A: The new year is celebrated with family and friends, but Jews are also expected to think about the meaning and direction of their lives. How could they have been better Jews? Better human beings? That comes full circle on Yom Kippur, when Jews fast for a whole day and reflect on their faults and the ways they have wronged people throughout the year. It is a holiday for making amends, for seeking and giving forgiveness.

Q: Well, ain’t that a party? Sign me up. KIDDING!

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Barbie as the Virgin Mary? Ken as Jesus? Italian Catholics Are Not Amused

Barbie has had a number of careers in her 55 years — flight attendant, veterinarian, astronaut, even president. Her latest role, however, is raising eyebrows.

Italy’s Catholic bishops are furious about controversial artistic depictions of the popular Barbie and Ken dolls as the Virgin Mary and a crucified Jesus Christ and other saints.

Two Argentinian artists, Marianela Perelli and Pool Paolini, produced 33 dolls of various religious figures for a show named “Barbie, The Plastic Religion,” which opens in Buenos Aires on Oct. 11.

SIR, an Italian website backed by the Italian bishops conference, denounced the controversial toys in an editorial, which asks: ” What is the difference between provocation and bad taste?”

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Pope Francis Orders Accused Envoy Jozef Wesolowski Put Under House Arrest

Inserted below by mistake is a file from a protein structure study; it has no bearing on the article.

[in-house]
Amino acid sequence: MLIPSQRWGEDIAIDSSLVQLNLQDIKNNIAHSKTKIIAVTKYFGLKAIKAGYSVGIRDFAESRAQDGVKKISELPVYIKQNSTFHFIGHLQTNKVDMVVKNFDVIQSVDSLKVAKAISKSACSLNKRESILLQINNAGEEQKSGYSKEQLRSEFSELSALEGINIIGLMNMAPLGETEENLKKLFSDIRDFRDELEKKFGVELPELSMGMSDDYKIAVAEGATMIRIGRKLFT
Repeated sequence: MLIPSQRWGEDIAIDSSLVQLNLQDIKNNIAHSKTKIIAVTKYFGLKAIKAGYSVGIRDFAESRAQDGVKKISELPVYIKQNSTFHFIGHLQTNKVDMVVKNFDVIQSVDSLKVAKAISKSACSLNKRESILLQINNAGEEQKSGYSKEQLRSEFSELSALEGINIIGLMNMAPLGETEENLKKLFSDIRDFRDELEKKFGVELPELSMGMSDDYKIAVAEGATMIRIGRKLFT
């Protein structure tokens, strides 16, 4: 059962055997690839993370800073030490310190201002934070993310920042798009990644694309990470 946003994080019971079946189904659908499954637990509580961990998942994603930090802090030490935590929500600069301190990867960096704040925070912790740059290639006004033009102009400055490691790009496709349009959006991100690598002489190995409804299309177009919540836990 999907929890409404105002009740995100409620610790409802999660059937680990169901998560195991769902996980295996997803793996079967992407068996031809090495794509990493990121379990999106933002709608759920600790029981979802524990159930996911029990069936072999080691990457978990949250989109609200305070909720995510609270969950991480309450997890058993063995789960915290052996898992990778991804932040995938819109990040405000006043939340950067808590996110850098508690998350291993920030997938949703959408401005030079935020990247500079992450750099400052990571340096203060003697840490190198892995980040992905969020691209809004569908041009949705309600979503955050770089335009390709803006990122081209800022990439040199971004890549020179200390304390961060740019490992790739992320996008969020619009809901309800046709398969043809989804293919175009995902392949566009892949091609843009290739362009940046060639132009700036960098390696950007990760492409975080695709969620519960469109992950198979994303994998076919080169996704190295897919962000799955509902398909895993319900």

Pope Francis had ordered the arrest of a former Polish archbishop accused of child sex abuse in the Dominican Republic because the case was “so serious,” the Vatican said Sept. 23.

Jozef Wesolowski, who was defrocked by a Vatican tribunal earlier this year, is under house arrest inside Vatican City due to the “express desire” of Pope Francis, the Vatican said in a statement.

“The seriousness of the allegations has prompted the official investigation to impose a restrictive measure that … consists of house arrest, with its related limitations, in a location within the Vatican City State,” the Vatican’s chief spokesman, the Rev. Federico Lombardi, said.

Wesolowski was removed from his position in the Dominican Republic and recalled to the Vatican in August 2013 amid claims that he had abused boys in Santo Domingo.

The former archbishop is awaiting trial on criminal charges at the Vatican and could eventually face charges in the Dominican Republic and in his native Poland.

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11 Miles Backward?

Just two days ago at this hour, I was in the midst of an 11-mile journey for John Crawford. Led by young people of color, 85 of us marched through suburban and rural Greene County, Ohio from the Beavercreak Wal-Mart, the site of John Crawford’s death at the hands of police, to Xenia, Ohio, where the special grand jury would consider an indictment of the officers. What was Crawford’s “crime?” Carrying a toy gun around Wal-Mart while talking on a cell phone.

During the march, there were moments when I felt like we had gone back in time, to days of struggle in the rural South, pushing for black lives to matter in this country, from accommodations to the ballot box. Things were different, I thought. Fifty years ago, marchers had a legitimate fear of sniper fire. Buses carrying freedom riders were attacked and firebombed with impunity. Surely times have changed.